Sniffspot — the Airbnb for dogs — looks to add Summit County locations |

Sniffspot — the Airbnb for dogs — looks to add Summit County locations

A dog roams on a Sniffspot host's property in Black Hawk.
Special to the Daily

FRISCO — Summit County is known as an uber dog-friendly place, so it’s no surprise that when a post about Sniffspot, an app that shows private yards where dogs can play, popped up on the local Facebook page Summit County Loves Their Pets, residents gave plenty of positive feedback. 

Seattle-based Sniffspot founder David Adams said he came up with the idea because he wasn’t always able to bring his dogs to dog parks. One dog is reactive and doesn’t always get along with other dogs, and he’s seen dogs get bullied at dog parks. So he decided to come up with a solution. 

“My partner and I thought, ‘Wow, other people must have similar needs, and there are all these empty yards and land around. Why not do what Airbnb did and connect them and see if we can solve this problem for people?’” Adams said.

It all started with a Facebook post, where Adam asked other dog owners if they have the same issues with dog parks. When more than 1,000 people interacted with the post, Adams said he realized others would be interested in something like Sniffspot. 

The app allows people to make their yards or land available to dog owners, who book a specific time along with the number of dogs they will be bringing. There is only one booking at a time so reactive dogs can play and exercise without the presence of other dogs.

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“I was pretty amazed that people signed up to put their yard on the website or their land, and then we had people start using it to visit it as a guest with their dogs. Since then, it’s really just been word of mouth,” Adams said.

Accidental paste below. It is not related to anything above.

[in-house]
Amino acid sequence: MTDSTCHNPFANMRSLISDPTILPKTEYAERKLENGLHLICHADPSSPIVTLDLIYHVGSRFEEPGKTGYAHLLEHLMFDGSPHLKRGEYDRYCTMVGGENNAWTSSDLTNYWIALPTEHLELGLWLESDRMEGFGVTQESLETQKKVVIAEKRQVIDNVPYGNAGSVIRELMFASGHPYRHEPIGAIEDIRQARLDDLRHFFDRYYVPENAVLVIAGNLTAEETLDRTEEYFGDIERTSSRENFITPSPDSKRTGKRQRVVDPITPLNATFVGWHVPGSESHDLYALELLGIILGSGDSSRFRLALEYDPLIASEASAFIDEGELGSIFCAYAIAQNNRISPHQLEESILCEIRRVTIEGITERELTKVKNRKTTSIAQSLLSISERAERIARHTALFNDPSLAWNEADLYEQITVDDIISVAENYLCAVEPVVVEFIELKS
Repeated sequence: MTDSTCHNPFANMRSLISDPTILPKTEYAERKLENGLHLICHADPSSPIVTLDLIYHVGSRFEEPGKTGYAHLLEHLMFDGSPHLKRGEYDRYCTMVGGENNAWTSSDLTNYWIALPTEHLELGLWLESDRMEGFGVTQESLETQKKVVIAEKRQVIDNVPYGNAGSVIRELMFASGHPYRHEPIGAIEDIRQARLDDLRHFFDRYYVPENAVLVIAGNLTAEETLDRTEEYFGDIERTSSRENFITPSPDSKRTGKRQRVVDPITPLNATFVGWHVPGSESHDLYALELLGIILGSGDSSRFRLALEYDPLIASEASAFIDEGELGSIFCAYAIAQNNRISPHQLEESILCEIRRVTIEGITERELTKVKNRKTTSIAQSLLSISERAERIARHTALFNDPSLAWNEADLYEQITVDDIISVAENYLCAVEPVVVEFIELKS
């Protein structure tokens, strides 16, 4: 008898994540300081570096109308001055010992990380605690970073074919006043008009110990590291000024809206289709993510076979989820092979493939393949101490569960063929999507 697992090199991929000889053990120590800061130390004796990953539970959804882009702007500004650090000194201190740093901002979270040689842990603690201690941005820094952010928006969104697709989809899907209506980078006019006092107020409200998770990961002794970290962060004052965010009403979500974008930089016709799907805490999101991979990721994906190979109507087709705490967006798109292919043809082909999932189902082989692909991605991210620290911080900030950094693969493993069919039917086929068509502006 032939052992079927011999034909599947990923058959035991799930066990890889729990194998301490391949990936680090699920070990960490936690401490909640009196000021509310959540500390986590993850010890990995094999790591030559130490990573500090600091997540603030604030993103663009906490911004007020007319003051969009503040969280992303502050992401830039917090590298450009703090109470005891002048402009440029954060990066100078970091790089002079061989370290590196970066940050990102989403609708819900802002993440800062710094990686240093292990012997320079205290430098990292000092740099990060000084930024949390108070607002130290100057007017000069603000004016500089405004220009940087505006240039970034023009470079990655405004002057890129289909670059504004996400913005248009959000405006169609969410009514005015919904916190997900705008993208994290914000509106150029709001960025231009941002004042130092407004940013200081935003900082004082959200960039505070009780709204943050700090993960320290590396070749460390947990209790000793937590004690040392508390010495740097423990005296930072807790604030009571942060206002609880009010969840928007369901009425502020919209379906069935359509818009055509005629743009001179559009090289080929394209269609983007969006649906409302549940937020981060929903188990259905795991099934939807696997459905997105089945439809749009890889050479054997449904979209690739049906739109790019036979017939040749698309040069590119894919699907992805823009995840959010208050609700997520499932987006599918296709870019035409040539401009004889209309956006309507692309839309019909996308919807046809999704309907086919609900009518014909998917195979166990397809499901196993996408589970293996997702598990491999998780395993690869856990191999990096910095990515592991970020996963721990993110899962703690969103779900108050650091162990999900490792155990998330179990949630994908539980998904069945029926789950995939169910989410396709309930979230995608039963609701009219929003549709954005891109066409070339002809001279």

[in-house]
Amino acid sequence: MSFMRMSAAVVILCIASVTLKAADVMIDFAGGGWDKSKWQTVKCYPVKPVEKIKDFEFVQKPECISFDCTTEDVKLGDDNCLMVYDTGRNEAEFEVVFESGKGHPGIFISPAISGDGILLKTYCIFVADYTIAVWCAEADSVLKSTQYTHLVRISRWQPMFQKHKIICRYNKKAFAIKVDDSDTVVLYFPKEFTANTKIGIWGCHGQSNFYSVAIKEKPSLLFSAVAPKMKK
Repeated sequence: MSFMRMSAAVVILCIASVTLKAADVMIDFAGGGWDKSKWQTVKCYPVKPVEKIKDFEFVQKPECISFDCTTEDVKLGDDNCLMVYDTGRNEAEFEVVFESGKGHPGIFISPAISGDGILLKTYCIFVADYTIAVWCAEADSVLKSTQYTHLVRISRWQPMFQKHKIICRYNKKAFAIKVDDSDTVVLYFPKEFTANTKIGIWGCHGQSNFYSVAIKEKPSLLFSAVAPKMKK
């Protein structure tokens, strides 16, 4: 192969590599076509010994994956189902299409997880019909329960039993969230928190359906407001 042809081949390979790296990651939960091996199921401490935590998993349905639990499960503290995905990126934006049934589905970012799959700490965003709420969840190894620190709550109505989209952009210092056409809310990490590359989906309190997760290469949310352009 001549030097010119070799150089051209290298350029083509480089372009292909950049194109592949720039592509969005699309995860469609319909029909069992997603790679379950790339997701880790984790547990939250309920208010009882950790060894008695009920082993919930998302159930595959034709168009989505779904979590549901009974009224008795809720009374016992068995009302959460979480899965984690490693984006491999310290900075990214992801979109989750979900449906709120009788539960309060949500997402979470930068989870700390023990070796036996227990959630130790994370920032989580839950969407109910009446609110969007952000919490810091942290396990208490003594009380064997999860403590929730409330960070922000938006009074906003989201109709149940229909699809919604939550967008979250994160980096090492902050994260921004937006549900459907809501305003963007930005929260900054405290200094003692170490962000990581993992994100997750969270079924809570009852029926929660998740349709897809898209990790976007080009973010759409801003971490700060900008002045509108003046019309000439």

Adams said a little more than half of Sniffspot’s customers have dogs that are reactive and use the service for that reason. The rest of the customers avoid dog parks because they’re worried about aggressive dogs or diseases or are looking for the special features that some Sniffspot hosts provide, such as agility equipment or hiking, Adams said.

Of course, there are some logistics that have to be worked out when dealing with private property. First, Adams has a leave-no-trace rule, requiring dog owners to pick up waste and leave the land as it was when they came to the property.

To protect hosts, Adams set up a custom insurance policy that covers every booking with $1 million in liability insurance. And guests who sign up for Sniffspot are required to sign a waiver stating users are entering private property at their own risk. 

So far, it seems to be working out. 

“Sniffspot really began as a community. It’s people that really care about their dogs and want to do good things, and the hosts are generally people that care about their dogs, so it’s kind of dog people helping dog people. So we’ve found that people are actually really conscientious,” Adams said.

Adams said people are having such positive experiences and interactions that one of the most requested features of Sniffspot is tipping.

Here in Summit County, Adams is working to add hosts.

“It really is just something that I made to solve my problem, and it’s really gratifying to me that other people like it and are using it,” Adams said.

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